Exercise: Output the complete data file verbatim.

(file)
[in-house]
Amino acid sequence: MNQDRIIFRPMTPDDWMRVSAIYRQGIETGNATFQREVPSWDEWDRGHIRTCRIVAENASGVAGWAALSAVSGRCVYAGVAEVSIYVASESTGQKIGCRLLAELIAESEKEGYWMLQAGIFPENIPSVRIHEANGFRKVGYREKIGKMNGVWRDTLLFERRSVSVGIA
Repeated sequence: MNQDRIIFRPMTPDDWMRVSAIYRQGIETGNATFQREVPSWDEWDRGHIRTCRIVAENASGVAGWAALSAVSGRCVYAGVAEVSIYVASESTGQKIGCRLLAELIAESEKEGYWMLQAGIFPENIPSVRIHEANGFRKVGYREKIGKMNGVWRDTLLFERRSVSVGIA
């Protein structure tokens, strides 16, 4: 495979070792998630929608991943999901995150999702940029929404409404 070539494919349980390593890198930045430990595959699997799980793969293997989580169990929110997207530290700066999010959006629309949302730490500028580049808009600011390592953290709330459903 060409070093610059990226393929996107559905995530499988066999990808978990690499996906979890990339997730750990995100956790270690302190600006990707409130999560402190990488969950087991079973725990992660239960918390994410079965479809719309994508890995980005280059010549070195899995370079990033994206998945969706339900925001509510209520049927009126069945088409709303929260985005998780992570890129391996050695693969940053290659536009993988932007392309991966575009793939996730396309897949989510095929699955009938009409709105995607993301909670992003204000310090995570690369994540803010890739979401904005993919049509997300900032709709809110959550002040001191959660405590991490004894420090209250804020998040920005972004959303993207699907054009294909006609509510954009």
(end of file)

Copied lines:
[in-house]
Amino acid sequence: MNQDRIIFRPMTPDDWMRVSAIYRQGIETGNATFQREVPSWDEWDRGHIRTCRIVAENASGVAGWAALSAVSGRCVYAGVAEVSIYVASESTGQKIGCRLLAELIAESEKEGYWMLQAGIFPENIPSVRIHEANGFRKVGYREKIGKMNGVWRDTLLFERRSVSVGIA
Repeated sequence: MNQDRIIFRPMTPDDWMRVSAIYRQGIETGNATFQREVPSWDEWDRGHIRTCRIVAENASGVAGWAALSAVSGRCVYAGVAEVSIYVASESTGQKIGCRLLAELIAESEKEGYWMLQAGIFPENIPSVRIHEANGFRKVGYREKIGKMNGVWRDTLLFERRSVSVGIA
């Protein structure tokens, strides 16, 4: 495979070792998630929608991943999901995150999702940029929404409404 070539494919349980390593890198930045430990595959699997799980793969293997989580169990929110997207530290700066999010959006629309949302730490500028580049808009600011390592953290709330459903 060409070093610059990226393929996107559905995530499988066999990808978990690499996906979890990339997730750990995100956790270690302190600006990707409130999560402190990488969950087991079973725990992660239960918390994410079965479809719309994508890995980005280059010549070195899995370079990033994206998945969706339900925001509510209520049927009126069945088409709303929260985005998780992570890129391996050695693969940053290659536009993988932007392309991966575009793939996730396309897949989510095929699955009938009409709105995607993301909670992003204000310090995570690369994540803010890739979401904005993919049509997300900032709709809110959550002040001191959660405590991490004894420090209250804020998040920005972004959303993207699907054009294909006609509510954009």